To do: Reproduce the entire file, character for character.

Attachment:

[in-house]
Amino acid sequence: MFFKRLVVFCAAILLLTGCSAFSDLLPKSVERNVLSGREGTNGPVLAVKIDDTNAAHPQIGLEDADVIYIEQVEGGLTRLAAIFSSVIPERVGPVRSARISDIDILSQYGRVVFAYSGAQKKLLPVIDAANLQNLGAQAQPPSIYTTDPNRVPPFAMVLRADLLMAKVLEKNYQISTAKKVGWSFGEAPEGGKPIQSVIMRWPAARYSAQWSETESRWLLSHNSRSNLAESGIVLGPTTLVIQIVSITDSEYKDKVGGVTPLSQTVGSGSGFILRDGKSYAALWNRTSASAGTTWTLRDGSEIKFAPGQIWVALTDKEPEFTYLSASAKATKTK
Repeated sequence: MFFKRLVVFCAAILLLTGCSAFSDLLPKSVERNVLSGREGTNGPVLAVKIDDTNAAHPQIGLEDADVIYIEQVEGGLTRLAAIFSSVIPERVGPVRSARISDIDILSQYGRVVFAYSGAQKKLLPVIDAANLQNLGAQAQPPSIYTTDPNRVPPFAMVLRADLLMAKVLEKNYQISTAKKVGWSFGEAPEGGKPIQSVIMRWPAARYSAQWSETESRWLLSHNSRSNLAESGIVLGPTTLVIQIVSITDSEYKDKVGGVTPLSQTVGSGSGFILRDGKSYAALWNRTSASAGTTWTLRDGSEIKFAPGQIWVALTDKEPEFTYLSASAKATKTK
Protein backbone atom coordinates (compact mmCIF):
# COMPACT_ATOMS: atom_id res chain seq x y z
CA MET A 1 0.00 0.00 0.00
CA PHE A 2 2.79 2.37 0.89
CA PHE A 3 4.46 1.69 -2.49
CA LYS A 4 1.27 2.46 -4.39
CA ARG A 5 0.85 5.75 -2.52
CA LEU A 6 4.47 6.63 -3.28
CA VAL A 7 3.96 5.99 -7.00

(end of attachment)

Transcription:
[in-house]
Amino acid sequence: MFFKRLVVFCAAILLLTGCSAFSDLLPKSVERNVLSGREGTNGPVLAVKIDDTNAAHPQIGLEDADVIYIEQVEGGLTRLAAIFSSVIPERVGPVRSARISDIDILSQYGRVVFAYSGAQKKLLPVIDAANLQNLGAQAQPPSIYTTDPNRVPPFAMVLRADLLMAKVLEKNYQISTAKKVGWSFGEAPEGGKPIQSVIMRWPAARYSAQWSETESRWLLSHNSRSNLAESGIVLGPTTLVIQIVSITDSEYKDKVGGVTPLSQTVGSGSGFILRDGKSYAALWNRTSASAGTTWTLRDGSEIKFAPGQIWVALTDKEPEFTYLSASAKATKTK
Repeated sequence: MFFKRLVVFCAAILLLTGCSAFSDLLPKSVERNVLSGREGTNGPVLAVKIDDTNAAHPQIGLEDADVIYIEQVEGGLTRLAAIFSSVIPERVGPVRSARISDIDILSQYGRVVFAYSGAQKKLLPVIDAANLQNLGAQAQPPSIYTTDPNRVPPFAMVLRADLLMAKVLEKNYQISTAKKVGWSFGEAPEGGKPIQSVIMRWPAARYSAQWSETESRWLLSHNSRSNLAESGIVLGPTTLVIQIVSITDSEYKDKVGGVTPLSQTVGSGSGFILRDGKSYAALWNRTSASAGTTWTLRDGSEIKFAPGQIWVALTDKEPEFTYLSASAKATKTK
Protein backbone atom coordinates (compact mmCIF):
# COMPACT_ATOMS: atom_id res chain seq x y z
CA MET A 1 0.00 0.00 0.00
CA PHE A 2 2.79 2.37 0.89
CA PHE A 3 4.46 1.69 -2.49
CA LYS A 4 1.27 2.46 -4.39
CA ARG A 5 0.85 5.75 -2.52
CA LEU A 6 4.47 6.63 -3.28
CA VAL A 7 3.96 5.99 -7.00